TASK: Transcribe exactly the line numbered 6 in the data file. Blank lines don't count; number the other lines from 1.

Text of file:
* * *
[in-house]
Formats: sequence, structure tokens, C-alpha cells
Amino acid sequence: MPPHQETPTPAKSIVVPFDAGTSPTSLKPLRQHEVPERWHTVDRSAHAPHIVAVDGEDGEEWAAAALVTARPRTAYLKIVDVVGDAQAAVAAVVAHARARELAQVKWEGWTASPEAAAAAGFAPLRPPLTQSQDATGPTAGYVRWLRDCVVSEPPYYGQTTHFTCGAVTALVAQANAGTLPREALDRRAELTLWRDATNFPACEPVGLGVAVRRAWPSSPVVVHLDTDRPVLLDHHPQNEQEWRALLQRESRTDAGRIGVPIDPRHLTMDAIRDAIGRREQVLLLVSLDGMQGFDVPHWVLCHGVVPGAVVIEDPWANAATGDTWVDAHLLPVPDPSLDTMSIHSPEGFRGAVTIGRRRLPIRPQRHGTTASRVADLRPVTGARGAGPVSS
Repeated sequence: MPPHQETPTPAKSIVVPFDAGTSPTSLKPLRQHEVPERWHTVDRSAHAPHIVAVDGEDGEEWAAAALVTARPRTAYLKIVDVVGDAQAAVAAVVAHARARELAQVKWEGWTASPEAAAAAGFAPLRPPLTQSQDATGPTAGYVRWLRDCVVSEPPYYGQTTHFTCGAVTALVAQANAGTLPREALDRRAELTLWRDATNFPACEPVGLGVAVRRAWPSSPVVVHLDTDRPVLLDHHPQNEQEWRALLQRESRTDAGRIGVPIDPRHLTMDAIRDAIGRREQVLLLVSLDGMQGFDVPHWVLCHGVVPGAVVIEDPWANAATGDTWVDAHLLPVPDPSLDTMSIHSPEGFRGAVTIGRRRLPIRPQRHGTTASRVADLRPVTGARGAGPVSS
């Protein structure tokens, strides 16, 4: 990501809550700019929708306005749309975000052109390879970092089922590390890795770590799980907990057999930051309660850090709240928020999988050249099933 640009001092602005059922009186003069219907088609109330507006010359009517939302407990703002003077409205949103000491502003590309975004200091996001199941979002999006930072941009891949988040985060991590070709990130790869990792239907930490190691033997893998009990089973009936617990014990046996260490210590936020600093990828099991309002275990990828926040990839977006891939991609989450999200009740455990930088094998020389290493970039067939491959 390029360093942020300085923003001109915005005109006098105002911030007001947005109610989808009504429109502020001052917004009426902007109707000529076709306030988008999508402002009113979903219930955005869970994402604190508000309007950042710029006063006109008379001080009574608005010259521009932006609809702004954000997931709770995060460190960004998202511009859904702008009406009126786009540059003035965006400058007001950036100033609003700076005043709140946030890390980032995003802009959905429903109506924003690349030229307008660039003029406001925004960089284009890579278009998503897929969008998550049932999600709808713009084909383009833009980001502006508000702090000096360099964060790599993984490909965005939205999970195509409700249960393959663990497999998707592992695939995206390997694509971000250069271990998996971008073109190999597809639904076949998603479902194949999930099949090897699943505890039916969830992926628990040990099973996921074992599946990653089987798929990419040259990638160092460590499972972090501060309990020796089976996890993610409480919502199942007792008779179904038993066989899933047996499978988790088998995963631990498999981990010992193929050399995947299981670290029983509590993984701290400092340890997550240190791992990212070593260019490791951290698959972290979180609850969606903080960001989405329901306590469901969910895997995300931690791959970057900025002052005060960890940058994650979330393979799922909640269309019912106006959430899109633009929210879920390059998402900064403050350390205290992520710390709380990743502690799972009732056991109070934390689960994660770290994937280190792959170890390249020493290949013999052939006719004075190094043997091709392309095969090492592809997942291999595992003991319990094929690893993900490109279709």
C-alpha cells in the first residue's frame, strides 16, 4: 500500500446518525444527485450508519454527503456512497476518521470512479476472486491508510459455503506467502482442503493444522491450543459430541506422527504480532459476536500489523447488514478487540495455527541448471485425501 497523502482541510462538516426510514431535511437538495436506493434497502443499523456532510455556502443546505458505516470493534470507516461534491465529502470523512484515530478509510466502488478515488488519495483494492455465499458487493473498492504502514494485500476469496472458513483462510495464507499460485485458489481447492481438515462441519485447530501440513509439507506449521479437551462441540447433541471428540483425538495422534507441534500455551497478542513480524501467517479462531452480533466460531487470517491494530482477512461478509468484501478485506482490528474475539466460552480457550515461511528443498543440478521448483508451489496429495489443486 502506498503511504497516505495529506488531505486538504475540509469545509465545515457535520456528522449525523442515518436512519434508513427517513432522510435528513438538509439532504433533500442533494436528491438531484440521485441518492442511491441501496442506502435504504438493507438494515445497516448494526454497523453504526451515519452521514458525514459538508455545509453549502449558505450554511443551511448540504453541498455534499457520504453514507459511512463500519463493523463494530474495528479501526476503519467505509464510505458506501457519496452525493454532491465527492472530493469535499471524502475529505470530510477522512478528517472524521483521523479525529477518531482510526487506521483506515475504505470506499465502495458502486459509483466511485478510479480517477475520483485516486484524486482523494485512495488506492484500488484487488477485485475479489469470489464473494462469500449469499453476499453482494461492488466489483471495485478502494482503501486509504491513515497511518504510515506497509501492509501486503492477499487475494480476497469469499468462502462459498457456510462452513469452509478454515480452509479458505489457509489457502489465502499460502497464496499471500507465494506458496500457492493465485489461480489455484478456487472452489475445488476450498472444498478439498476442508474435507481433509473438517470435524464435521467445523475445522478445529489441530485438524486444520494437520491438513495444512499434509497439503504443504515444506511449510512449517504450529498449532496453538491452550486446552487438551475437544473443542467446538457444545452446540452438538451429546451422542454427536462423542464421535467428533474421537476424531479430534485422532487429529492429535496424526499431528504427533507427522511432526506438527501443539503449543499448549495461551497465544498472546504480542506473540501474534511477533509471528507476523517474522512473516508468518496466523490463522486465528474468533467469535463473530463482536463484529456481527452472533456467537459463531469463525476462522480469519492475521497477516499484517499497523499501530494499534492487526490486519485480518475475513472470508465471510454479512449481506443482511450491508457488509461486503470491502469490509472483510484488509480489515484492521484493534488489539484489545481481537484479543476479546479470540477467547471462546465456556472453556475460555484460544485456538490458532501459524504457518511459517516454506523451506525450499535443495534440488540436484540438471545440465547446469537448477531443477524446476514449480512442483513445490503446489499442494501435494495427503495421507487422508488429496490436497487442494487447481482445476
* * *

C-alpha cells in the first residue's frame, strides 16, 4: 500500500446518525444527485450508519454527503456512497476518521470512479476472486491508510459455503506467502482442503493444522491450543459430541506422527504480532459476536500489523447488514478487540495455527541448471485425501 497523502482541510462538516426510514431535511437538495436506493434497502443499523456532510455556502443546505458505516470493534470507516461534491465529502470523512484515530478509510466502488478515488488519495483494492455465499458487493473498492504502514494485500476469496472458513483462510495464507499460485485458489481447492481438515462441519485447530501440513509439507506449521479437551462441540447433541471428540483425538495422534507441534500455551497478542513480524501467517479462531452480533466460531487470517491494530482477512461478509468484501478485506482490528474475539466460552480457550515461511528443498543440478521448483508451489496429495489443486 502506498503511504497516505495529506488531505486538504475540509469545509465545515457535520456528522449525523442515518436512519434508513427517513432522510435528513438538509439532504433533500442533494436528491438531484440521485441518492442511491441501496442506502435504504438493507438494515445497516448494526454497523453504526451515519452521514458525514459538508455545509453549502449558505450554511443551511448540504453541498455534499457520504453514507459511512463500519463493523463494530474495528479501526476503519467505509464510505458506501457519496452525493454532491465527492472530493469535499471524502475529505470530510477522512478528517472524521483521523479525529477518531482510526487506521483506515475504505470506499465502495458502486459509483466511485478510479480517477475520483485516486484524486482523494485512495488506492484500488484487488477485485475479489469470489464473494462469500449469499453476499453482494461492488466489483471495485478502494482503501486509504491513515497511518504510515506497509501492509501486503492477499487475494480476497469469499468462502462459498457456510462452513469452509478454515480452509479458505489457509489457502489465502499460502497464496499471500507465494506458496500457492493465485489461480489455484478456487472452489475445488476450498472444498478439498476442508474435507481433509473438517470435524464435521467445523475445522478445529489441530485438524486444520494437520491438513495444512499434509497439503504443504515444506511449510512449517504450529498449532496453538491452550486446552487438551475437544473443542467446538457444545452446540452438538451429546451422542454427536462423542464421535467428533474421537476424531479430534485422532487429529492429535496424526499431528504427533507427522511432526506438527501443539503449543499448549495461551497465544498472546504480542506473540501474534511477533509471528507476523517474522512473516508468518496466523490463522486465528474468533467469535463473530463482536463484529456481527452472533456467537459463531469463525476462522480469519492475521497477516499484517499497523499501530494499534492487526490486519485480518475475513472470508465471510454479512449481506443482511450491508457488509461486503470491502469490509472483510484488509480489515484492521484493534488489539484489545481481537484479543476479546479470540477467547471462546465456556472453556475460555484460544485456538490458532501459524504457518511459517516454506523451506525450499535443495534440488540436484540438471545440465547446469537448477531443477524446476514449480512442483513445490503446489499442494501435494495427503495421507487422508488429496490436497487442494487447481482445476